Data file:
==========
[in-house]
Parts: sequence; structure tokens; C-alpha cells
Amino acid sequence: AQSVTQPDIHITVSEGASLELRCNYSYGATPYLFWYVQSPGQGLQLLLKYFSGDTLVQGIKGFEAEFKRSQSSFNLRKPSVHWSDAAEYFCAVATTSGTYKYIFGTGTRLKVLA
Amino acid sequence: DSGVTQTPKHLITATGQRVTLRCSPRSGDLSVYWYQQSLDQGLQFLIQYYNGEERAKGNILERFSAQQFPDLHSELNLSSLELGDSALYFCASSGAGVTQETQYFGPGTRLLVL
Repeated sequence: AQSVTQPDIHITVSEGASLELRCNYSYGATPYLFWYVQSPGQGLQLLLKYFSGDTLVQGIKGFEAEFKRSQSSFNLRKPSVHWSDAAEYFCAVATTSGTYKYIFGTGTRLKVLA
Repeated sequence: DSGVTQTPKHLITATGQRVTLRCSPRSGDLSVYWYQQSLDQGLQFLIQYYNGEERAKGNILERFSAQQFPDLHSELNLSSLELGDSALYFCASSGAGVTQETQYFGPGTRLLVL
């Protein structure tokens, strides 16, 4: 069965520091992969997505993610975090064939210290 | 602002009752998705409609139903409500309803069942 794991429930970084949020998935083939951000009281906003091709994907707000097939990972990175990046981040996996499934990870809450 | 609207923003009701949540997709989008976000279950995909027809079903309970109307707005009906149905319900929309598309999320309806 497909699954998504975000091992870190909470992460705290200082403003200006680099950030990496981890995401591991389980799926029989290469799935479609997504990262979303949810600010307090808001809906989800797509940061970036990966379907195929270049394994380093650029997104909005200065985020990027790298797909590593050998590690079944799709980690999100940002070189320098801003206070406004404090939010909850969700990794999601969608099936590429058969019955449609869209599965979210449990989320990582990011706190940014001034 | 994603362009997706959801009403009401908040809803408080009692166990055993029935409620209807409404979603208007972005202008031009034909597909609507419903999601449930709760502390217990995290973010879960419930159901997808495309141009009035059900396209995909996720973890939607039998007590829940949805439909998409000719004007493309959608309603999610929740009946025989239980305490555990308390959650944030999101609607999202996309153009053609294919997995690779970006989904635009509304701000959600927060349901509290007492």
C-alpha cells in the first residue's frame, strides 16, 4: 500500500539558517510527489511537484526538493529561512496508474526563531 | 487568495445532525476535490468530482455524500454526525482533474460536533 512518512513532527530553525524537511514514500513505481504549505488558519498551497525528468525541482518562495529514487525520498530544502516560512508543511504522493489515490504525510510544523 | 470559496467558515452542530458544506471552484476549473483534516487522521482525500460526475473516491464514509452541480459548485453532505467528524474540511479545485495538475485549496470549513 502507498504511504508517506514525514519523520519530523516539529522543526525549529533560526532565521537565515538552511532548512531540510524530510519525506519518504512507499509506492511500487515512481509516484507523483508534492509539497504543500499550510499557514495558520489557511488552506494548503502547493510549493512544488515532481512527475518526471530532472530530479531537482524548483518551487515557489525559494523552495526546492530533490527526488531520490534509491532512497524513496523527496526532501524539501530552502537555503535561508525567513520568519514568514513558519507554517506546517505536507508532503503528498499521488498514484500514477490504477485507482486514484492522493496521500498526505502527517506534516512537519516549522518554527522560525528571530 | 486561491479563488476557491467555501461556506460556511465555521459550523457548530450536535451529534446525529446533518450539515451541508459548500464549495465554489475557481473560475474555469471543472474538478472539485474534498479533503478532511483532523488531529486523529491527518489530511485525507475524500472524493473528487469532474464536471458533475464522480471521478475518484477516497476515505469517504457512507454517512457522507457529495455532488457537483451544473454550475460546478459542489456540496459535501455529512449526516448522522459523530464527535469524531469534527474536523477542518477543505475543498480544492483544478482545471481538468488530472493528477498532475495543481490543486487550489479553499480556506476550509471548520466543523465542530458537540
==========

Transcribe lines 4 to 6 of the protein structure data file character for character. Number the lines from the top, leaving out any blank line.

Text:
Amino acid sequence: DSGVTQTPKHLITATGQRVTLRCSPRSGDLSVYWYQQSLDQGLQFLIQYYNGEERAKGNILERFSAQQFPDLHSELNLSSLELGDSALYFCASSGAGVTQETQYFGPGTRLLVL
Repeated sequence: AQSVTQPDIHITVSEGASLELRCNYSYGATPYLFWYVQSPGQGLQLLLKYFSGDTLVQGIKGFEAEFKRSQSSFNLRKPSVHWSDAAEYFCAVATTSGTYKYIFGTGTRLKVLA
Repeated sequence: DSGVTQTPKHLITATGQRVTLRCSPRSGDLSVYWYQQSLDQGLQFLIQYYNGEERAKGNILERFSAQQFPDLHSELNLSSLELGDSALYFCASSGAGVTQETQYFGPGTRLLVL